‘Before holidaying in Istanbul, I’d never heard of Cappadocia. Luckily for me, I have a keen and inquisitive photographer for a husband, who thought it’d be the perfect day out…’
He wasn’t wrong. However, it was quite an expedition to get to Cappadocia from central Istanbul. It involved a very early morning taxi, an internal flight from Sabiha Gokcen airport, two uncomfortable bus journeys, and a bit of walking in the intense Turkish sun. And this was all before we got there…
|Queen of the World. Or something.|
Cappadocia is one of the most unique sites that we’ve visited and reminded me, somewhat, of the set from a Star Wars movie. Its incredible topography makes it a massive tourist attraction. The volcanic landscape is pretty inhospitable, but years of erosion has led to the formation of amazing caves and spikes in the soft stone. Houses and dwellings have been carved into the rocks and whole communities used to live here.
|Fancy living in one of these?|
|My new house…|
It’s a massive area, so we found that comfy shoes and a decent level of fitness was the best way to see the sights. Cappadocia is famous for hot air balloons, which must be an amazing way to see the landscape from the skies. Unfortunately, I’m not a fan, so I preferred to keep my feet on the ground and get round the old fashioned way.
One of the most popular areas is the Goreme Open Air Museum, which is an UNESCO World Heritage Site. The Museum showcases what was previously a Byzantine monastic hideaway, with fabulous churches and chapels carved into the rock. Pathways lead right around, so there’s a natural route to take you up into the hills. There are lots of little caves and frescos to have a look at and wear out your camera photographing. Although the area was busy with busloads of tourists during our visit, Cappadocia is so expansive that you’re never too far away from peace and quiet.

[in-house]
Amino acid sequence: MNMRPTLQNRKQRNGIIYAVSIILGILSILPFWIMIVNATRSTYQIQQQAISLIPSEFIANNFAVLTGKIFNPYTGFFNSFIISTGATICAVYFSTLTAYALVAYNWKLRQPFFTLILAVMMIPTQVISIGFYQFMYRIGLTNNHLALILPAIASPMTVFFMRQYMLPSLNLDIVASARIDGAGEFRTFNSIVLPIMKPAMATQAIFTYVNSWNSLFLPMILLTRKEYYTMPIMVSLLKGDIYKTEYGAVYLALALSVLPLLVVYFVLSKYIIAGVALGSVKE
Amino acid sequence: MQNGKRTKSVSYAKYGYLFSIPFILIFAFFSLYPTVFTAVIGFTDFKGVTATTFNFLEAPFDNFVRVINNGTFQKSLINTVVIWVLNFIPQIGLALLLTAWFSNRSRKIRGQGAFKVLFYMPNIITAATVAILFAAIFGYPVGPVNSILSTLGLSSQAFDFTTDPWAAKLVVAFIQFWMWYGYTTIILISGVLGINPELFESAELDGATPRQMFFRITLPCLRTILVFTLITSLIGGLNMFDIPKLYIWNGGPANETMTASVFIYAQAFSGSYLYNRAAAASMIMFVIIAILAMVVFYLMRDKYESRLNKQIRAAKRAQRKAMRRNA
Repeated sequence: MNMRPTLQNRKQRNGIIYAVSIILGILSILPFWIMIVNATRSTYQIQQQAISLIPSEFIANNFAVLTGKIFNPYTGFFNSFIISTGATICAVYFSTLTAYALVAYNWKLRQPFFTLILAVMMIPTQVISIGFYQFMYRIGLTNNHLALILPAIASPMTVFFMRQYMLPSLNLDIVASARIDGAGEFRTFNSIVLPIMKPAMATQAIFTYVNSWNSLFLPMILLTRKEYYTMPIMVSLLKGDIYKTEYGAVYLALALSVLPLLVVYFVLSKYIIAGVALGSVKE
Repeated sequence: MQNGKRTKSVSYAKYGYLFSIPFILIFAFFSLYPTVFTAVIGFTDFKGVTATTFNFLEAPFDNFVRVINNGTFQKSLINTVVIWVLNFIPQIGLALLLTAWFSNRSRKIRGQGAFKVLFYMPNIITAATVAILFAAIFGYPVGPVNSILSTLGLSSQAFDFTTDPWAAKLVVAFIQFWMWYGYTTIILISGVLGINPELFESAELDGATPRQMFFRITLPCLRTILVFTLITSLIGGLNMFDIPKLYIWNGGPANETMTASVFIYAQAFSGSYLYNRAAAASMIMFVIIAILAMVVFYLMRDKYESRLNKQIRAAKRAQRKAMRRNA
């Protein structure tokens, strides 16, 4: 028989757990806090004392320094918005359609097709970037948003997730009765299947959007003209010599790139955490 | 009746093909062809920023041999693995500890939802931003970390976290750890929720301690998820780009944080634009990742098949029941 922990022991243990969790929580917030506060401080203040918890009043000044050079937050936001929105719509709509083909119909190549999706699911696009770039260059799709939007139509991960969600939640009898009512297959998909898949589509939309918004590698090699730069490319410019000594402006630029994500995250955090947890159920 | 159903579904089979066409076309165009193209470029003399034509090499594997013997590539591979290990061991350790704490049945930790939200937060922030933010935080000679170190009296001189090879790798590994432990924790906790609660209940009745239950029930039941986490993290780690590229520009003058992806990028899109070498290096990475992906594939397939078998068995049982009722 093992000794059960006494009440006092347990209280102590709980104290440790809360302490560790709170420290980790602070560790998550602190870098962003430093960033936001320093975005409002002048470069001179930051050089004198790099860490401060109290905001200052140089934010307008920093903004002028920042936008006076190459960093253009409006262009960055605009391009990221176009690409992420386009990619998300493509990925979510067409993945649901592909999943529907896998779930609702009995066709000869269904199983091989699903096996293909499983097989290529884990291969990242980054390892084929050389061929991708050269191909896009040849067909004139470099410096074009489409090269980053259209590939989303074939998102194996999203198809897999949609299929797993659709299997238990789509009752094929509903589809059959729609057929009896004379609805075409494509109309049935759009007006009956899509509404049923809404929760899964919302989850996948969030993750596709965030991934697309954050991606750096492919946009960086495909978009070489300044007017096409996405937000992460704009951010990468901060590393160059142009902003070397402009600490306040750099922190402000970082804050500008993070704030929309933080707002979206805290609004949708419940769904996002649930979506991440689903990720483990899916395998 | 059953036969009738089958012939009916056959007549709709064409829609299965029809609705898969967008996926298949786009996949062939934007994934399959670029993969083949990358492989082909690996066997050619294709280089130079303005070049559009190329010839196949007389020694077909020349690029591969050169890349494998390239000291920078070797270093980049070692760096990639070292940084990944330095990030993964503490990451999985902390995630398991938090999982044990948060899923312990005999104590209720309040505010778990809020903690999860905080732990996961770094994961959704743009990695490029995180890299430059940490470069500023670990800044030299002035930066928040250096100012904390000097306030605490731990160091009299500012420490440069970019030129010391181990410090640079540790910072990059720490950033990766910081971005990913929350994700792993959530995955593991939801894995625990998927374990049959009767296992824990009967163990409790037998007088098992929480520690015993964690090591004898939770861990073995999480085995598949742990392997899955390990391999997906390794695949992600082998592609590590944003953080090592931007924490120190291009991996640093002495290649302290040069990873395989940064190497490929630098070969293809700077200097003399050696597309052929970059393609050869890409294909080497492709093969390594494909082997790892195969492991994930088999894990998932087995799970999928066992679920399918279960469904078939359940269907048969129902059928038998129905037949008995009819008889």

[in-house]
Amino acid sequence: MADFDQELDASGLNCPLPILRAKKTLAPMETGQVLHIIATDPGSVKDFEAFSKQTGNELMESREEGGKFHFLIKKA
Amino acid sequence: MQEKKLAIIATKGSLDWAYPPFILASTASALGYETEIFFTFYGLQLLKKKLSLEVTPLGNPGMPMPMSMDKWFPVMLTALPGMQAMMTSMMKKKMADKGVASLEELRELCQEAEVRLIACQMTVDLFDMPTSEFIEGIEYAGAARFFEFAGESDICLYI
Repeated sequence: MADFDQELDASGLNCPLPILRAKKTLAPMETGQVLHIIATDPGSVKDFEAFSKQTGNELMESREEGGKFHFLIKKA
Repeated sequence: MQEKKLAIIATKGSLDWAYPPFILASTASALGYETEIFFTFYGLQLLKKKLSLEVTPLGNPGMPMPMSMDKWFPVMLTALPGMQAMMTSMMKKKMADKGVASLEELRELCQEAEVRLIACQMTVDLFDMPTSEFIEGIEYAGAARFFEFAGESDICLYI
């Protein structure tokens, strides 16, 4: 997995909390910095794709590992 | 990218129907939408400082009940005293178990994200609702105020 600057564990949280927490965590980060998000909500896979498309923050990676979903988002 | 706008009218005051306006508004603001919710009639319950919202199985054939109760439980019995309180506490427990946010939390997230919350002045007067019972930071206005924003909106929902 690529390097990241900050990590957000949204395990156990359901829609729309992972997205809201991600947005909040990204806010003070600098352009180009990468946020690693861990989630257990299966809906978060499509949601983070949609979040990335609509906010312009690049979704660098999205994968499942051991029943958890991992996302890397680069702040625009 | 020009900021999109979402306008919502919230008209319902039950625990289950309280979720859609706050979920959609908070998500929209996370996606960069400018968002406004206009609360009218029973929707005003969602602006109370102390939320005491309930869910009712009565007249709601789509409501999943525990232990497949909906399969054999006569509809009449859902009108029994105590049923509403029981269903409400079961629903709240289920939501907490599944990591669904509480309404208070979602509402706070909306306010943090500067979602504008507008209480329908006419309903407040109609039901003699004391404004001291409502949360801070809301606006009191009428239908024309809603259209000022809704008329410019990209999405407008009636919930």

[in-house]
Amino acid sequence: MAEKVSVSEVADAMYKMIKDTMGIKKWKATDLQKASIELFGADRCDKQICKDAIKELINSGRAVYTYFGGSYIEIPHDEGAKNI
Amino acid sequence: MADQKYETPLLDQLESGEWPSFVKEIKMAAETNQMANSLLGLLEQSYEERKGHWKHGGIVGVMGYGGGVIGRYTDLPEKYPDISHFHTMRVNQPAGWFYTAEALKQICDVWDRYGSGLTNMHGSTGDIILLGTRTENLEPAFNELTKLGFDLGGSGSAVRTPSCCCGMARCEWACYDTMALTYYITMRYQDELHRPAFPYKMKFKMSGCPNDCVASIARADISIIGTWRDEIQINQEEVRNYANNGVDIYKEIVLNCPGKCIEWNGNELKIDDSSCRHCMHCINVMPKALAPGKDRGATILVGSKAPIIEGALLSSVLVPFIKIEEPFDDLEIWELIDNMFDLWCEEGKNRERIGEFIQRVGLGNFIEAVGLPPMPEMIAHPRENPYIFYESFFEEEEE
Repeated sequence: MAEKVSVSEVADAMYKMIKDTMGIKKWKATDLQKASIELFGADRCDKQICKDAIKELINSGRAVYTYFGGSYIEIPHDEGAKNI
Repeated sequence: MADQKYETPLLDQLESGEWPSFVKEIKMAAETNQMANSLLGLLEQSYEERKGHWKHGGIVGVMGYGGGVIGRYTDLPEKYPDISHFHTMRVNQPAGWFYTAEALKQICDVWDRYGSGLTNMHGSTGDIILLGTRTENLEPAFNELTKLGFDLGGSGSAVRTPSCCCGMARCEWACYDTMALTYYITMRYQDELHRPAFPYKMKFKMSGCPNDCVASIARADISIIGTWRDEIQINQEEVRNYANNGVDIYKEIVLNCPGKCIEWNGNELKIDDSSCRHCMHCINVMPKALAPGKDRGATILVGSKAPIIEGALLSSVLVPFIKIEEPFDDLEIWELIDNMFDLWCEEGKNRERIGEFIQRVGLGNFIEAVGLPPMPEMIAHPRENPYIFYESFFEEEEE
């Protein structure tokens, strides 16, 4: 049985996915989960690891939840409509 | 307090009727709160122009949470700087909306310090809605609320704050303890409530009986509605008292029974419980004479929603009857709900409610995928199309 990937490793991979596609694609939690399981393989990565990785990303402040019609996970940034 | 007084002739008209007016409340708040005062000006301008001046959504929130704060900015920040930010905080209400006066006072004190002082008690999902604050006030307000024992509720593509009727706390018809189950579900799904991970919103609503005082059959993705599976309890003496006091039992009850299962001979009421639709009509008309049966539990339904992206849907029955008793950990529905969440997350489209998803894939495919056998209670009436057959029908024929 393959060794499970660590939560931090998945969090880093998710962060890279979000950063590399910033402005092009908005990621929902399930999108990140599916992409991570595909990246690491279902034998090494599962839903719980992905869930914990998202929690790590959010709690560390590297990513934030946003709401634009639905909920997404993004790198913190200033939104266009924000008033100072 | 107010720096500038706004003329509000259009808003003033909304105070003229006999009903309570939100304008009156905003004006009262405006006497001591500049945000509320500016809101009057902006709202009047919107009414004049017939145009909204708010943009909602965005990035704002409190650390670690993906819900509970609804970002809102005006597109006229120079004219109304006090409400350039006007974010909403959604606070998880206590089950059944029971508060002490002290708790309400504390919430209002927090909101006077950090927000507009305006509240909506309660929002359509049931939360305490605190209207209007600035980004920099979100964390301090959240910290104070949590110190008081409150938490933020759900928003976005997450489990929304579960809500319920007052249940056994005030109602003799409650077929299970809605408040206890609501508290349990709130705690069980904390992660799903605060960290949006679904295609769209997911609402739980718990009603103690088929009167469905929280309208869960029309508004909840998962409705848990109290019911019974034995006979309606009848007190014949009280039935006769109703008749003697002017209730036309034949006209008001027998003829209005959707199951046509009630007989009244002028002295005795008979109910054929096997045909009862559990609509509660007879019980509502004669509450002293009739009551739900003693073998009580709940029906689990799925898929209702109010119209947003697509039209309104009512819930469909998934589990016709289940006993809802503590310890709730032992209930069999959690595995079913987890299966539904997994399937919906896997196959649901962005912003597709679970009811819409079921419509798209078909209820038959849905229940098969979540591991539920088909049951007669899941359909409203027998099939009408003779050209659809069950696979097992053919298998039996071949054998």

The Fairy Chimneys of Cappadocia are in Goreme National Park. These have been formed over the centuries when the wind and rain has eroded the rock and produced unusually shaped columns in the stone. They’re quite magnificent and look like they’ve been carved intentionally. I spent a while staring at them and trying to comprehend *just* how they came to be. It’s a rather mind-blowing sight.
Urgup is a small town (much larger than Goreme) and has a range of eateries and accommodation nestled in amongst the local scenery. It is the tourism hub of the area, although Goreme also has offerings in terms of places to stay and things to do. Both towns are equally lovely, though, and worth exploring in their own right.
It is estimated that the entire site of Cappadocia could be up to 5 million square feet. That’s right….5 MILLION Sq ft. Clearly, then, there’s A LOT to see. The whole area has so much to offer and, if you can handle the heat, you’ll love it. Despite it taking the best part of 6 hours so us to get there, it was well worth the expense and the time to have been standing in the midst of such an incredible landscape.